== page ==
View: What was the reason behind Anastasiades strange outburst?

 Our view: What was the reason behind president’s strange outburst?
PRESIDENT Anastasiades’ improvisational policy-making that we wrote about a few weeks ago was exhibited once again in an interview on Mega TV on Thursday night when he accused the UN Secretary-General of ‘naked blackmail’, members of the international community of misleading him and the US ambassador in Nicosia of hostility.
It was an astonishing outburst, the motives behind which remain a mystery as it is extremely difficult to find a rational explanation for it. That he may have been playing tough for domestic consumption is not a rational explanation.
He may have been justified to be angry with the Cyprus resolution prepared by the UN for its failure to blame Turkey’s incursions into the Cypriot EEZ for the break-up of the talks, for bringing up the isolation of the Turkish Cypriots and for referring to the government as the ‘Greek Cypriot authorities’, but his feelings should not have been shared with the public. He is the president and does not have the right to react recklessly, like a punter in a village coffee-shop or a newspaper columnist. The president must exercise restraint, use measured language and avoid sweeping statements that will return to haunt him, as has happened more than once during Anastasiades’ presidency.
Even if the target of his angry rant was the domestic audience he should also have considered that not everyone would have perceived it in the same way. Another way of interpreting his angry words was that they were dictated by despair. He had lost control of the situation by walking out of the talks and setting conditions – no Navtex and no violations of the Cypriot EEZ – for the Greek Cypriots’ return, a condition that the Turks refused to satisfy. His attempt to put things back on track by announcing he agreed to hydrocarbons being discussed in the peace talks was answered with the issuing of another Navtex by Turkey.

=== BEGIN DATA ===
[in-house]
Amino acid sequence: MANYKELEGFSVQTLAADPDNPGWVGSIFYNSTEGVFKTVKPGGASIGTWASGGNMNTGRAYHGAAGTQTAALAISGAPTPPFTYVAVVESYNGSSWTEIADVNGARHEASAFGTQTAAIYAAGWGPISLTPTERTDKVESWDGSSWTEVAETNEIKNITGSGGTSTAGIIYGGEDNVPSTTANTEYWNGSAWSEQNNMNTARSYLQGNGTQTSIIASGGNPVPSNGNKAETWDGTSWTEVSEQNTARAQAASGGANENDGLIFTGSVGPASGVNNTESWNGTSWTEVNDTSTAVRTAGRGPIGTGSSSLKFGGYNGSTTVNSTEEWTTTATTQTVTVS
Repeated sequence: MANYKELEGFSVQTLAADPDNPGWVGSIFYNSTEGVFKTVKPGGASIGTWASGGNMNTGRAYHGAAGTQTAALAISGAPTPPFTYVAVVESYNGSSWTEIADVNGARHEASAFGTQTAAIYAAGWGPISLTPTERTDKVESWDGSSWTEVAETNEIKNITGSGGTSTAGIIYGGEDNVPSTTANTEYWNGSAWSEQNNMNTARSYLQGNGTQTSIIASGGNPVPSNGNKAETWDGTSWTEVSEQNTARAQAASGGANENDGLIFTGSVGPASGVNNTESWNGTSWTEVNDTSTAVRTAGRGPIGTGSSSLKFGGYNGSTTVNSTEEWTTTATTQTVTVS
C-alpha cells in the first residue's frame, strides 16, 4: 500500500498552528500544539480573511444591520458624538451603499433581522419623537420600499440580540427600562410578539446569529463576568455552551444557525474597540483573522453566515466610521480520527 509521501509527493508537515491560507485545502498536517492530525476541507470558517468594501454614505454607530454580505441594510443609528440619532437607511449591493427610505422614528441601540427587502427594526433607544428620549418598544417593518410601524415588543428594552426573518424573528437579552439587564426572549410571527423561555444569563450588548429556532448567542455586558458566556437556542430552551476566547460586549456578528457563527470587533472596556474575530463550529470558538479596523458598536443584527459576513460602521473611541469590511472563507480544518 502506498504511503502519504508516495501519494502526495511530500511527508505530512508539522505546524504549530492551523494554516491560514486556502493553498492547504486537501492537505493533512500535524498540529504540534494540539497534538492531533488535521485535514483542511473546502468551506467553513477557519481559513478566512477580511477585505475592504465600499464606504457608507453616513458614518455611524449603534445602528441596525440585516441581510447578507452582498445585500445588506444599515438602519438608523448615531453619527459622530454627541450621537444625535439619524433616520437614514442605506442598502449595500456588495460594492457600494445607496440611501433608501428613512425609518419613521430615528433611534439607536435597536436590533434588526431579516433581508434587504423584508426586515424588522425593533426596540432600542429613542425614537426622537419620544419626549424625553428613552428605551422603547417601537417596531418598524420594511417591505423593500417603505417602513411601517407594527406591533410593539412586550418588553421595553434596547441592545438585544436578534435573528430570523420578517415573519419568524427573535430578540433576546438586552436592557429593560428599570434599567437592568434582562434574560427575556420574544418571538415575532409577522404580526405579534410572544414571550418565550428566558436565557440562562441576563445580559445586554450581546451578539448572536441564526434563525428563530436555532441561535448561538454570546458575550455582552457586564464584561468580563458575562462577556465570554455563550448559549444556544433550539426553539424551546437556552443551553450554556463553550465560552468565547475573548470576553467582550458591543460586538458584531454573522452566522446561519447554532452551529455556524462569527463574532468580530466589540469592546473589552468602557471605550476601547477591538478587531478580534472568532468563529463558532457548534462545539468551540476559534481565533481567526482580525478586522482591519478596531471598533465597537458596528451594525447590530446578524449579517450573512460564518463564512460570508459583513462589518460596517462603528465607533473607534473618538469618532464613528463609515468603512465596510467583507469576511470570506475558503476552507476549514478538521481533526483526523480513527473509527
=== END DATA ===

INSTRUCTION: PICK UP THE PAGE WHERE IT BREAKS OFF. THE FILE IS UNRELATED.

Feeling cheated and trapped, he went on television and lashed out against the UN Secretary-General and his Special Advisor as well as the US ambassador. It has become something of a presidential tradition to attack the UN and the US when a president has led our side to an impasse from which there is no obvious escape, as it shifts public attention away from his bad choices. Anastasiades was correct in believing that Turkey had been let off by the UN report and that the Greek Cypriot side was being pressured (blackmailed was too strong a term) to return to the talks, but instead of treating it as another foreign plot against Cyprus he should have considered the meaning and implications of the UN stance.
The objective of Ban Ki-moon and Espen Barth Eide is quite clearly the resumption and, ultimately, the successful conclusion of the talks. They therefore avoided condemning Turkey’s actions to keep it on side and included a veiled threat to the Greek Cypriots about ending the isolation of the Turkish Cypriots in order to pressure Anastasiades to abandon his conditions and return to the talks. It was the Greek Cypriots who quit the talks and the UN decided, rightly or wrongly, that the only way of bringing them back was the veiled threat of a form of recognition of the north in its resolution.
It was also a warning that time was running out for the UN peace talks. Barth Eide, who has said this could be the last chance for a negotiated settlement, showed that he is not prepared to hang around for another two or three years until Anastasiades feels ready to return to the talks. Perhaps we should see this also as notice that the UN-sponsored talks could be reaching the end of their cycle and that the organisation will no longer waste time and resources on finding a compromise between two sides that have time and again shown they did not have the will or desire to reach a deal. And the Greek Cypriots are still deluding themselves that by avoiding a settlement and attacking UN efforts to help us reach a deal, they are punishing Turkey. It is a funny punishment that allows Turkey to keep everything it seized in 1974 as well as 40,000 troops on the island in perpetuity.
It may be that Anastasiades does not want the type of settlement that is achievable and is resorting to the anti-UN grandstanding, reminiscent of Spyros Kyprianou and Tassos Papadopoulos, in order to achieve his objective without having to explain himself to the people. This would explain his assertion on Mega that he would never return to the talks under these conditions. Given that conditions will not change, are we to conclude that this was a roundabout way of the president making it known that he was giving up on the peace process?


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